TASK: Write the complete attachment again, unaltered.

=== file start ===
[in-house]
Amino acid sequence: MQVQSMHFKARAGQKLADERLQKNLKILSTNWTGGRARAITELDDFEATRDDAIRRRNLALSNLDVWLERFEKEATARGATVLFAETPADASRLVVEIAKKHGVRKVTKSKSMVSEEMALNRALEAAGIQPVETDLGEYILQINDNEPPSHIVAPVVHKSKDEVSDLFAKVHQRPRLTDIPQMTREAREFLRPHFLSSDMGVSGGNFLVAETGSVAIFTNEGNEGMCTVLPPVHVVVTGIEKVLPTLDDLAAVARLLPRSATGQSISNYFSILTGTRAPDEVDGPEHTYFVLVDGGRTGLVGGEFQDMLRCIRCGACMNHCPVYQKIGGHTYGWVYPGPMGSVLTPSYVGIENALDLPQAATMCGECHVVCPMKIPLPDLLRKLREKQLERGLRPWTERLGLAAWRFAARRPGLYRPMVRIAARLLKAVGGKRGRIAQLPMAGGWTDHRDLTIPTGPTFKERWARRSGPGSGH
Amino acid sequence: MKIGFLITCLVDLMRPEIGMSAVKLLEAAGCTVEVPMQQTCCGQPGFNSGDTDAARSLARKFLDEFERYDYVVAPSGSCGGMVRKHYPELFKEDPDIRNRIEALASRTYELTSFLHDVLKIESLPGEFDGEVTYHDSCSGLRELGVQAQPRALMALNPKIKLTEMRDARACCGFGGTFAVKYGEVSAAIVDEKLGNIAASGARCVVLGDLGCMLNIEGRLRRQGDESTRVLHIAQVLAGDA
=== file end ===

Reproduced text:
[in-house]
Amino acid sequence: MQVQSMHFKARAGQKLADERLQKNLKILSTNWTGGRARAITELDDFEATRDDAIRRRNLALSNLDVWLERFEKEATARGATVLFAETPADASRLVVEIAKKHGVRKVTKSKSMVSEEMALNRALEAAGIQPVETDLGEYILQINDNEPPSHIVAPVVHKSKDEVSDLFAKVHQRPRLTDIPQMTREAREFLRPHFLSSDMGVSGGNFLVAETGSVAIFTNEGNEGMCTVLPPVHVVVTGIEKVLPTLDDLAAVARLLPRSATGQSISNYFSILTGTRAPDEVDGPEHTYFVLVDGGRTGLVGGEFQDMLRCIRCGACMNHCPVYQKIGGHTYGWVYPGPMGSVLTPSYVGIENALDLPQAATMCGECHVVCPMKIPLPDLLRKLREKQLERGLRPWTERLGLAAWRFAARRPGLYRPMVRIAARLLKAVGGKRGRIAQLPMAGGWTDHRDLTIPTGPTFKERWARRSGPGSGH
Amino acid sequence: MKIGFLITCLVDLMRPEIGMSAVKLLEAAGCTVEVPMQQTCCGQPGFNSGDTDAARSLARKFLDEFERYDYVVAPSGSCGGMVRKHYPELFKEDPDIRNRIEALASRTYELTSFLHDVLKIESLPGEFDGEVTYHDSCSGLRELGVQAQPRALMALNPKIKLTEMRDARACCGFGGTFAVKYGEVSAAIVDEKLGNIAASGARCVVLGDLGCMLNIEGRLRRQGDESTRVLHIAQVLAGDA